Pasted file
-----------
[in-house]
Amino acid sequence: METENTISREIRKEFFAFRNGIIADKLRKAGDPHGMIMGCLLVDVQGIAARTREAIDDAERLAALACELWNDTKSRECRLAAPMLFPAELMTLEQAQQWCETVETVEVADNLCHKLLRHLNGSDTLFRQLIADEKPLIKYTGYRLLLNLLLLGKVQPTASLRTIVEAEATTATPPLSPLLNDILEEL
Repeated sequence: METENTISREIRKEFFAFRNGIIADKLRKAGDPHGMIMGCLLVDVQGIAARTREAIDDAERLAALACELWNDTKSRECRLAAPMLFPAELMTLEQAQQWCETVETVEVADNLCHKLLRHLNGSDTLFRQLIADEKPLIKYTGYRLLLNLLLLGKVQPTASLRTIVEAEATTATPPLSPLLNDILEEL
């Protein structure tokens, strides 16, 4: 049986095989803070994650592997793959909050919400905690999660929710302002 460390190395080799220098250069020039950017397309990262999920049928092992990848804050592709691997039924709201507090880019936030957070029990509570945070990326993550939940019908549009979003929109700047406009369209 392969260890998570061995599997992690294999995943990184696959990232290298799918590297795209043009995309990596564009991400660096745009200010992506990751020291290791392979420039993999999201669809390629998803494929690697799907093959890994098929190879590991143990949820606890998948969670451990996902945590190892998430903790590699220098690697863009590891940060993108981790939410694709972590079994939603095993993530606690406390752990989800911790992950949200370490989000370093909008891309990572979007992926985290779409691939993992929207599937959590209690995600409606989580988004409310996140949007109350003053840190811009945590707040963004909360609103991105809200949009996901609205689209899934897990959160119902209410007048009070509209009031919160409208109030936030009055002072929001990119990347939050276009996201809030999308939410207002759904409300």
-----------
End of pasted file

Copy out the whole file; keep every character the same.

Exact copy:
[in-house]
Amino acid sequence: METENTISREIRKEFFAFRNGIIADKLRKAGDPHGMIMGCLLVDVQGIAARTREAIDDAERLAALACELWNDTKSRECRLAAPMLFPAELMTLEQAQQWCETVETVEVADNLCHKLLRHLNGSDTLFRQLIADEKPLIKYTGYRLLLNLLLLGKVQPTASLRTIVEAEATTATPPLSPLLNDILEEL
Repeated sequence: METENTISREIRKEFFAFRNGIIADKLRKAGDPHGMIMGCLLVDVQGIAARTREAIDDAERLAALACELWNDTKSRECRLAAPMLFPAELMTLEQAQQWCETVETVEVADNLCHKLLRHLNGSDTLFRQLIADEKPLIKYTGYRLLLNLLLLGKVQPTASLRTIVEAEATTATPPLSPLLNDILEEL
């Protein structure tokens, strides 16, 4: 049986095989803070994650592997793959909050919400905690999660929710302002 460390190395080799220098250069020039950017397309990262999920049928092992990848804050592709691997039924709201507090880019936030957070029990509570945070990326993550939940019908549009979003929109700047406009369209 392969260890998570061995599997992690294999995943990184696959990232290298799918590297795209043009995309990596564009991400660096745009200010992506990751020291290791392979420039993999999201669809390629998803494929690697799907093959890994098929190879590991143990949820606890998948969670451990996902945590190892998430903790590699220098690697863009590891940060993108981790939410694709972590079994939603095993993530606690406390752990989800911790992950949200370490989000370093909008891309990572979007992926985290779409691939993992929207599937959590209690995600409606989580988004409310996140949007109350003053840190811009945590707040963004909360609103991105809200949009996901609205689209899934897990959160119902209410007048009070509209009031919160409208109030936030009055002072929001990119990347939050276009996201809030999308939410207002759904409300």